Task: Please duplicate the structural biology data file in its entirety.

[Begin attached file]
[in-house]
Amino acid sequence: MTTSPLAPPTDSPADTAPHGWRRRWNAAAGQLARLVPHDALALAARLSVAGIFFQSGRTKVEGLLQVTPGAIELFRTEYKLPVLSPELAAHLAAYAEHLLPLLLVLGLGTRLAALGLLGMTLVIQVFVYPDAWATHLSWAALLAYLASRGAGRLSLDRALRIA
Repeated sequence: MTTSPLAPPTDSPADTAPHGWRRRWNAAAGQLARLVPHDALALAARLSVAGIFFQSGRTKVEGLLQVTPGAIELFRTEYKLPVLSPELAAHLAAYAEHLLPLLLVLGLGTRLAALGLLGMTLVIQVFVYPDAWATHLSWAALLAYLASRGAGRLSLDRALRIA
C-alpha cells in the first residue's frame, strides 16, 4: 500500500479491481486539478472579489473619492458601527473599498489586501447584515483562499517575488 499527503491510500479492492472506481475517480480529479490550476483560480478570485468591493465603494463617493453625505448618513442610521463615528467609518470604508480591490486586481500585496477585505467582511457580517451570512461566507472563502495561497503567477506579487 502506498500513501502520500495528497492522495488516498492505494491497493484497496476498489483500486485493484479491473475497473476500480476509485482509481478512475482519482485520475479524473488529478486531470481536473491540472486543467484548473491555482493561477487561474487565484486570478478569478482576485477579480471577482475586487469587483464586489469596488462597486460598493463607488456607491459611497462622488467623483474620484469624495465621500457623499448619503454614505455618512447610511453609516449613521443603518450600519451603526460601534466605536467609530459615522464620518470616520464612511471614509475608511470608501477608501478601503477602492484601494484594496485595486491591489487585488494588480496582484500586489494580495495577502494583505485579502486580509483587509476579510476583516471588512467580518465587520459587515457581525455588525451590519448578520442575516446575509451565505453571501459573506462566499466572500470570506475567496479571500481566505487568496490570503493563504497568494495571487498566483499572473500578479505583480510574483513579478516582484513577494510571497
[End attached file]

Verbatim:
[in-house]
Amino acid sequence: MTTSPLAPPTDSPADTAPHGWRRRWNAAAGQLARLVPHDALALAARLSVAGIFFQSGRTKVEGLLQVTPGAIELFRTEYKLPVLSPELAAHLAAYAEHLLPLLLVLGLGTRLAALGLLGMTLVIQVFVYPDAWATHLSWAALLAYLASRGAGRLSLDRALRIA
Repeated sequence: MTTSPLAPPTDSPADTAPHGWRRRWNAAAGQLARLVPHDALALAARLSVAGIFFQSGRTKVEGLLQVTPGAIELFRTEYKLPVLSPELAAHLAAYAEHLLPLLLVLGLGTRLAALGLLGMTLVIQVFVYPDAWATHLSWAALLAYLASRGAGRLSLDRALRIA
C-alpha cells in the first residue's frame, strides 16, 4: 500500500479491481486539478472579489473619492458601527473599498489586501447584515483562499517575488 499527503491510500479492492472506481475517480480529479490550476483560480478570485468591493465603494463617493453625505448618513442610521463615528467609518470604508480591490486586481500585496477585505467582511457580517451570512461566507472563502495561497503567477506579487 502506498500513501502520500495528497492522495488516498492505494491497493484497496476498489483500486485493484479491473475497473476500480476509485482509481478512475482519482485520475479524473488529478486531470481536473491540472486543467484548473491555482493561477487561474487565484486570478478569478482576485477579480471577482475586487469587483464586489469596488462597486460598493463607488456607491459611497462622488467623483474620484469624495465621500457623499448619503454614505455618512447610511453609516449613521443603518450600519451603526460601534466605536467609530459615522464620518470616520464612511471614509475608511470608501477608501478601503477602492484601494484594496485595486491591489487585488494588480496582484500586489494580495495577502494583505485579502486580509483587509476579510476583516471588512467580518465587520459587515457581525455588525451590519448578520442575516446575509451565505453571501459573506462566499466572500470570506475567496479571500481566505487568496490570503493563504497568494495571487498566483499572473500578479505583480510574483513579478516582484513577494510571497